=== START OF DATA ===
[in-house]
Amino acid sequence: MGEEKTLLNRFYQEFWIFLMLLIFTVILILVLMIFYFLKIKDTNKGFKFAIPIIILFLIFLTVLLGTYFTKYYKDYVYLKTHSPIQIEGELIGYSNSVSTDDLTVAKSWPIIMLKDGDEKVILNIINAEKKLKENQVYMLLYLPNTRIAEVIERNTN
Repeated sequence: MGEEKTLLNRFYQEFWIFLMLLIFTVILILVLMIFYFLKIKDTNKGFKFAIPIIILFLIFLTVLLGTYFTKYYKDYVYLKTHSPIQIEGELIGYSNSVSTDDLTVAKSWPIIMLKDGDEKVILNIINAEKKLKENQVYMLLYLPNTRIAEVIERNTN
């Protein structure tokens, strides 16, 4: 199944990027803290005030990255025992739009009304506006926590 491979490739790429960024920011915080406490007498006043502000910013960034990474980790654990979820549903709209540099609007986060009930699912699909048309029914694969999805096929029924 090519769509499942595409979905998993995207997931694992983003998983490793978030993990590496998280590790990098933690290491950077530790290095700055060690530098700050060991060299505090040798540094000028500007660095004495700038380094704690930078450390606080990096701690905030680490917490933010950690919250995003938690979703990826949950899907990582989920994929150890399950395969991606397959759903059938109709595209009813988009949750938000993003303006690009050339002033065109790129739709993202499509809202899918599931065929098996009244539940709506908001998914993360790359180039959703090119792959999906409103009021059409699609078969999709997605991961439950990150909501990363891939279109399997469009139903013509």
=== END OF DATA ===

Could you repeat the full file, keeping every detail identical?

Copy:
[in-house]
Amino acid sequence: MGEEKTLLNRFYQEFWIFLMLLIFTVILILVLMIFYFLKIKDTNKGFKFAIPIIILFLIFLTVLLGTYFTKYYKDYVYLKTHSPIQIEGELIGYSNSVSTDDLTVAKSWPIIMLKDGDEKVILNIINAEKKLKENQVYMLLYLPNTRIAEVIERNTN
Repeated sequence: MGEEKTLLNRFYQEFWIFLMLLIFTVILILVLMIFYFLKIKDTNKGFKFAIPIIILFLIFLTVLLGTYFTKYYKDYVYLKTHSPIQIEGELIGYSNSVSTDDLTVAKSWPIIMLKDGDEKVILNIINAEKKLKENQVYMLLYLPNTRIAEVIERNTN
């Protein structure tokens, strides 16, 4: 199944990027803290005030990255025992739009009304506006926590 491979490739790429960024920011915080406490007498006043502000910013960034990474980790654990979820549903709209540099609007986060009930699912699909048309029914694969999805096929029924 090519769509499942595409979905998993995207997931694992983003998983490793978030993990590496998280590790990098933690290491950077530790290095700055060690530098700050060991060299505090040798540094000028500007660095004495700038380094704690930078450390606080990096701690905030680490917490933010950690919250995003938690979703990826949950899907990582989920994929150890399950395969991606397959759903059938109709595209009813988009949750938000993003303006690009050339002033065109790129739709993202499509809202899918599931065929098996009244539940709506908001998914993360790359180039959703090119792959999906409103009021059409699609078969999709997605991961439950990150909501990363891939279109399997469009139903013509």